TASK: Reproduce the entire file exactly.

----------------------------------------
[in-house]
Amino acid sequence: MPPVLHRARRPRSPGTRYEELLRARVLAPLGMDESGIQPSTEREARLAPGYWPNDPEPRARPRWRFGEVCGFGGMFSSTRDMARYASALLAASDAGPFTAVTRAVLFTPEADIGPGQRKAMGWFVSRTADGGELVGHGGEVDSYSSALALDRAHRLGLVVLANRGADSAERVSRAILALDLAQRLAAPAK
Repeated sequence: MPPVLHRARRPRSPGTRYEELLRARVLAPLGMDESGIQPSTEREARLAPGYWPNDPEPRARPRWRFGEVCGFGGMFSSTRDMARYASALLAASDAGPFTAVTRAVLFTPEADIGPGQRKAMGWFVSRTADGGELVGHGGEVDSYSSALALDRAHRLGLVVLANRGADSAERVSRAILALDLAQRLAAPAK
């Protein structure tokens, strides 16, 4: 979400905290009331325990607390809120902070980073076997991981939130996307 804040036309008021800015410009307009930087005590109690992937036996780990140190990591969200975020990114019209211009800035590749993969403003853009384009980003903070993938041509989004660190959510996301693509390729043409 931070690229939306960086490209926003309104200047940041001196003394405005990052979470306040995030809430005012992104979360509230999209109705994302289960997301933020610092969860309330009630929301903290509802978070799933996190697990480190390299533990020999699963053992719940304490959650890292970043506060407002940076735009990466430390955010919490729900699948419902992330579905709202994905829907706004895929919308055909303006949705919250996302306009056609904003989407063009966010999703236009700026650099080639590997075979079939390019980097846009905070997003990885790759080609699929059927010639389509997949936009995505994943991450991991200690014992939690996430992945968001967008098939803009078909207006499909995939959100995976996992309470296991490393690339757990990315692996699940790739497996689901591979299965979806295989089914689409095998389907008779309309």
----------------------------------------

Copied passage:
[in-house]
Amino acid sequence: MPPVLHRARRPRSPGTRYEELLRARVLAPLGMDESGIQPSTEREARLAPGYWPNDPEPRARPRWRFGEVCGFGGMFSSTRDMARYASALLAASDAGPFTAVTRAVLFTPEADIGPGQRKAMGWFVSRTADGGELVGHGGEVDSYSSALALDRAHRLGLVVLANRGADSAERVSRAILALDLAQRLAAPAK
Repeated sequence: MPPVLHRARRPRSPGTRYEELLRARVLAPLGMDESGIQPSTEREARLAPGYWPNDPEPRARPRWRFGEVCGFGGMFSSTRDMARYASALLAASDAGPFTAVTRAVLFTPEADIGPGQRKAMGWFVSRTADGGELVGHGGEVDSYSSALALDRAHRLGLVVLANRGADSAERVSRAILALDLAQRLAAPAK
């Protein structure tokens, strides 16, 4: 979400905290009331325990607390809120902070980073076997991981939130996307 804040036309008021800015410009307009930087005590109690992937036996780990140190990591969200975020990114019209211009800035590749993969403003853009384009980003903070993938041509989004660190959510996301693509390729043409 931070690229939306960086490209926003309104200047940041001196003394405005990052979470306040995030809430005012992104979360509230999209109705994302289960997301933020610092969860309330009630929301903290509802978070799933996190697990480190390299533990020999699963053992719940304490959650890292970043506060407002940076735009990466430390955010919490729900699948419902992330579905709202994905829907706004895929919308055909303006949705919250996302306009056609904003989407063009966010999703236009700026650099080639590997075979079939390019980097846009905070997003990885790759080609699929059927010639389509997949936009995505994943991450991991200690014992939690996430992945968001967008098939803009078909207006499909995939959100995976996992309470296991490393690339757990990315692996699940790739497996689901591979299965979806295989089914689409095998389907008779309309």